I don’t think any of us could have imagined just how much things would change in the space of week. We went from questioning whether schools should shut in the face of Covid 19 to the dawning realisation that schools were shutting for 12 weeks. The fast pace of change is like nothing we could have predicted and many of us are feeling shell shocked and confused as to what we should be doing and when. In this post, I want to put some thoughts in place about where I am now and also explain what I am planning going forward when it comes to planning education at home.
Tips if you’re planning to unexpectedly home school
I have three children, a second-year university student, a 16-year-old son who has just found out he won’t be sitting GCSE exams and a 10-year-old daughter who I pulled out of school mid-week due to having asthma and other underlying health conditions. As a qualified teacher I am not worried about the teaching side of things. I know what I can do but realise that many won’t feel so secure in home educating their children.
The university seems to be prepared and Chloe has already come home. Her lectures are available online and she has her assignments to do. I have some concerns over paying her accommodation despite not being there, I hope her landlords will at least reduce the fee as it is an all-in price and they aren’t using any amenities like water, heating as they are not living there.
We learnt that GCSE’s were cancelled as we listened to a daily briefing. I expected it but again hearing the words officially was something else. These young people have spent years being told how important their exams are. They have studied for years all culminating in GCSE exams that are now not taking place. The look of shock on my son’s face was heartbreaking, the dawning realisation that they won’t have the opportunity to prove themselves was beyond anything I’ve witnessed in my years of working in Education. Yet it is not only the exams, but they also won’t have the joy of a long summer with friends after months of exams. The prom’s they have imagined and planned for won’t take place. Instead, my son left school without any goodbyes, they didn’t know that it was their last day. They left school at the end of the day and an email followed saying they were not to come in again. No shirt signing, no selfies and no opportunity to say goodbye to the teachers that have taught them for the past five years. The hashtag #classof2020 has been really hard to read as parents and students share their thoughts.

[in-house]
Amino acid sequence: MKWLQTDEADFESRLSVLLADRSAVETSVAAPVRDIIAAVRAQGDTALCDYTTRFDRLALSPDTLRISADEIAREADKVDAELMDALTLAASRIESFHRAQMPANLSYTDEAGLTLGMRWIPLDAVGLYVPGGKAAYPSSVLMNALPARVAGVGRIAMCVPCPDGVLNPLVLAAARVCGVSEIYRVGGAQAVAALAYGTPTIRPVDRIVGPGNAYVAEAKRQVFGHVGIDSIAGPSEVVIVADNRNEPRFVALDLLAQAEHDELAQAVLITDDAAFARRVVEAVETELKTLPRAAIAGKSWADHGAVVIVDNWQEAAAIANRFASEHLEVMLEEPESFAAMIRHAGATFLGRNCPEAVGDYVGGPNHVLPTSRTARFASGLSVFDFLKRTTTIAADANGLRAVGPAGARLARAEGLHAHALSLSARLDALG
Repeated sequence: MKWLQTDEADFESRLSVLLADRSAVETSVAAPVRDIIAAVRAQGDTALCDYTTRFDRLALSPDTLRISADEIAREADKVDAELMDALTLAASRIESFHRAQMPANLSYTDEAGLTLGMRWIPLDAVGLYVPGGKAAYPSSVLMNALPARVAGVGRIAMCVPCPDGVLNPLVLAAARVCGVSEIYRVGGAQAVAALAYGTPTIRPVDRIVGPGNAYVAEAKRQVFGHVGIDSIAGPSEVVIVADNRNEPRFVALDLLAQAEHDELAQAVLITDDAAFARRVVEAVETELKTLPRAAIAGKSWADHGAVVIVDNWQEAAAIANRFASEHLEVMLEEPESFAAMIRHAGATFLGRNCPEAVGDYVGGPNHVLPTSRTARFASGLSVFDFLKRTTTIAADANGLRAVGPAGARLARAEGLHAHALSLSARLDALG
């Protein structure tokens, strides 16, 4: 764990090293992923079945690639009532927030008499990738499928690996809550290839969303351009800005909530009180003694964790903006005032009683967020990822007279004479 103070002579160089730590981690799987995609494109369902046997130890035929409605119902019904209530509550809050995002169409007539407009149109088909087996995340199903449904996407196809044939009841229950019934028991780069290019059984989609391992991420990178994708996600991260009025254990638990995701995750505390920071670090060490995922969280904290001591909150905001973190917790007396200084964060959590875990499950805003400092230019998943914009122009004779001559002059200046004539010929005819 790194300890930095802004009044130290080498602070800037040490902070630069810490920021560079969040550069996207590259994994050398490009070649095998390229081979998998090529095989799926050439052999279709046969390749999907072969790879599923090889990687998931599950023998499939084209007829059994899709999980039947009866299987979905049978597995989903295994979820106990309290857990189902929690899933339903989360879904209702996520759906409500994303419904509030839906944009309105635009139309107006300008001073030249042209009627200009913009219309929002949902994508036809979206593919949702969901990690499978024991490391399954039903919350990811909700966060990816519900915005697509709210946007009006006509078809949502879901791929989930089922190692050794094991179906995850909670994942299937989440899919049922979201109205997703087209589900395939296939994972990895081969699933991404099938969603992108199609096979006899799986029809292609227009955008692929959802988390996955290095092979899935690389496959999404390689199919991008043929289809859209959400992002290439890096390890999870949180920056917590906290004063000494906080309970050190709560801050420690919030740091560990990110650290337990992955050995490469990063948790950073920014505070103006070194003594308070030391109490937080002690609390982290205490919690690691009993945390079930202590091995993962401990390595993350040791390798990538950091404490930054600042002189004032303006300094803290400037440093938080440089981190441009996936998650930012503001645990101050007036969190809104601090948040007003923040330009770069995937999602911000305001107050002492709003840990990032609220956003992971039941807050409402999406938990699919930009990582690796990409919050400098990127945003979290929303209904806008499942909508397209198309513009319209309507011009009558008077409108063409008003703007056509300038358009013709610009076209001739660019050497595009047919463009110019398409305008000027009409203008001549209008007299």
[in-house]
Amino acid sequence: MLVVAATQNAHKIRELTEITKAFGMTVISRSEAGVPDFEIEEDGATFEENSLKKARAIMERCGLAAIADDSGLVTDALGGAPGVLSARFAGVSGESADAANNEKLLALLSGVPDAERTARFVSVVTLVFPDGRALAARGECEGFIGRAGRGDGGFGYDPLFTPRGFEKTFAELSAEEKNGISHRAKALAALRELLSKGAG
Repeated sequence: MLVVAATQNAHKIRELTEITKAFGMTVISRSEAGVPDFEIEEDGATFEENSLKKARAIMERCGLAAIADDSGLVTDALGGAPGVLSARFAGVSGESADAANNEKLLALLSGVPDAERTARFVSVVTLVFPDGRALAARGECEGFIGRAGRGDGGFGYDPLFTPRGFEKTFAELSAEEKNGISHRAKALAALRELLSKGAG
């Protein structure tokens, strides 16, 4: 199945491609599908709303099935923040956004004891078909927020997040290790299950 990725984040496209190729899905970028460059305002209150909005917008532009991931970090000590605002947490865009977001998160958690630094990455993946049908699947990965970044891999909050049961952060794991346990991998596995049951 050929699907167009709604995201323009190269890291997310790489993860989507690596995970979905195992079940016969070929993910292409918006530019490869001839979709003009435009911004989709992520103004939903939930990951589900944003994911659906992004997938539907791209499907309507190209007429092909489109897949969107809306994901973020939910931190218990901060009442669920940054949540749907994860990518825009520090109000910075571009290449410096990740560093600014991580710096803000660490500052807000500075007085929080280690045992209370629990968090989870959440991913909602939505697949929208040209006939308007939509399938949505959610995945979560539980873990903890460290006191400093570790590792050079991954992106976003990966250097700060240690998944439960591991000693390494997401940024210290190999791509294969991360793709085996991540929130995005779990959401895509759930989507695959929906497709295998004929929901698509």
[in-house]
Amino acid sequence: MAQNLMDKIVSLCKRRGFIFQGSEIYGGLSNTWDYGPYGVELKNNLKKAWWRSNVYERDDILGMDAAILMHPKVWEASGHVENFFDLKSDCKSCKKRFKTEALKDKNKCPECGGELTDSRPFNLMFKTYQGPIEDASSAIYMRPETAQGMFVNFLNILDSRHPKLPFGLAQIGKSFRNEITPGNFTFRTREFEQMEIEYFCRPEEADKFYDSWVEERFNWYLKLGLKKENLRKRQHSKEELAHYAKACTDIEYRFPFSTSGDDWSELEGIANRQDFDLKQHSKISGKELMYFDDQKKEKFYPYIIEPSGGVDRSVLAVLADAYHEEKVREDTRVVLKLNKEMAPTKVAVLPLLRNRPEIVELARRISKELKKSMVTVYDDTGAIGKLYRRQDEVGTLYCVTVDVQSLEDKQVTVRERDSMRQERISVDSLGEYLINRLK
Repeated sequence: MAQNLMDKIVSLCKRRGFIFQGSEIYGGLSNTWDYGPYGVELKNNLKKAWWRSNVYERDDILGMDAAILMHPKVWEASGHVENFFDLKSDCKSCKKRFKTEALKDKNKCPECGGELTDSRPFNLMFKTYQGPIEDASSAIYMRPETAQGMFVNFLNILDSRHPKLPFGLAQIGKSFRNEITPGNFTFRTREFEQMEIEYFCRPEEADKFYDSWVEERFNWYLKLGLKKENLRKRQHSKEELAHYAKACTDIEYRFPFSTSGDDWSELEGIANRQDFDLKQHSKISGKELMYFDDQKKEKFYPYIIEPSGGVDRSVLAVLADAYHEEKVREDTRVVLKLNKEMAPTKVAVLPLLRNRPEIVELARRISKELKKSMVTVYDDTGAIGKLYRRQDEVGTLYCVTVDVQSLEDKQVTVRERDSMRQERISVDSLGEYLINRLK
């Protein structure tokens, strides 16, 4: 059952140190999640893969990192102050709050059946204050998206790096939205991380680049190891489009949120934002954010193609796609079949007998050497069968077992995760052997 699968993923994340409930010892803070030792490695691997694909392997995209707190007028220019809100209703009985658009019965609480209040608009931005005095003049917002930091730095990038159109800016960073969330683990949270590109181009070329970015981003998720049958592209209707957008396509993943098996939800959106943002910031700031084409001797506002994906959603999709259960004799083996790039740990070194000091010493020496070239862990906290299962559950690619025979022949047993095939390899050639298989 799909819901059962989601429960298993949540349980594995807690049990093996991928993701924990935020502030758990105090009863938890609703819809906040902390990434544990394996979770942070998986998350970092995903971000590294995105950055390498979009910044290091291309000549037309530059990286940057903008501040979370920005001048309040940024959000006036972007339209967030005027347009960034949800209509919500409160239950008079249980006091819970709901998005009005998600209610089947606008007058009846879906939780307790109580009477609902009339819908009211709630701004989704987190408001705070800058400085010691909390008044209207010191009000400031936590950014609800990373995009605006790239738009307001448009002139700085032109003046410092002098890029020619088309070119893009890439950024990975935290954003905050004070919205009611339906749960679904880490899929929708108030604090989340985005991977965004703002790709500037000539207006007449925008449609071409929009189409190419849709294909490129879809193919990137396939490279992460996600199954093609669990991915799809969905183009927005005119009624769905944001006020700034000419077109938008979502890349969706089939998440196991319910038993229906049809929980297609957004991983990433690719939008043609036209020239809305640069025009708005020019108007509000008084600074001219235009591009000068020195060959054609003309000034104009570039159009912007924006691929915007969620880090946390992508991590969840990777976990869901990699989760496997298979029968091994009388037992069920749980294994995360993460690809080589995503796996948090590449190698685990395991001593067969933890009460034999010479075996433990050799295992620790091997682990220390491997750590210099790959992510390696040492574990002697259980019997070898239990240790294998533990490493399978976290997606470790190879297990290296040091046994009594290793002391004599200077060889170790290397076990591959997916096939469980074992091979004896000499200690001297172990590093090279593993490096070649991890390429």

Erin is in year 5 and is also preparing for grammar entrance exams. This means that I can focus on the preparation for that and thankfully I already had a number of workbooks to work through with her. We are doing a mix of verbal, non-verbal reasoning, maths and comprehension. I am also compiling resources that we can use. I have been heartened to see how much is already available online including Twinkl, Scratch, Topmarks and more.
Tips for Managing a Childs Education at Home
Don’t try to do everything all the time
Schools know that parents don’t all have the knowledge, skills and mindset to teach – they know that this has been thrust upon us and we are not prepared. However, we all have skills and talents that we can share with our children, teach your children what you are good at and get creative. If you play an instrument, you’ve got time to teach this. If you are good at drawing spend time doing that. Bake together, learn about places in the world you have travelled too and plan to visit in the future.
Be relaxed over timings
If you enjoy a lie in start ‘school’ later in the day. We are doing academic work in the mornings and then using the afternoons for fun in the garden, baking and crafting.
I am giving Erin a list of tasks and letting her work through them at her own pace. She is choosing which activities to do to give her some semblance of choice which encourages her to do some work. I don’t want to be getting into a debate or standoff with her over school work as that will add unnecessary stress for all of us.
Understand that learning takes place in many guises.
Dylan is struggling to find any purpose to his work because his exams have been cancelled. Instead, I have got him preparing and helping Erin with her Maths. I think it is really hard for him as he has no direction. I am looking at him learning a new skill and doing some prep for A Levels.
Play, crafting and doing things is also really important. Don’t make this time death by worksheets as everyone will quickly get bored of that approach.
For the topics or subjects, you are less confident on there will be support available. Schools will be doing their bit and of course, MyTutor is still a solution to supporting kids at home. MyTutor will be especially useful for teenagers who have started GCSE courses and A Level students or those who want to continue learning their favourite subjects with subject specialists at home. I have a special referral code EMMA&3 which will give you £10 off their first lesson. This will help eliminate pressure that parents may feel for teaching older students and trying to manage their education at home.
Teenagers Education and Mental Health During this Time
Teenagers are naturally on the cusp of independence and therefore they are going to especially find this time challenging as they have their freedom curbed. I have been thinking about how I can help my teens deal with this. My teens did a home workout this morning including weights and body weights which is good for their mental and physical health and I encourage motivational podcasts too.
I have stocked up on board games and will be encouraging them to do things as a family. Dylan has decided to invest his time in becoming a darts player! It will keep his mental maths up at least whilst doing education at home.
You can watch my Instagram stories on www.instagram.com/emmaand3 for inspiration and sharing what we are doing.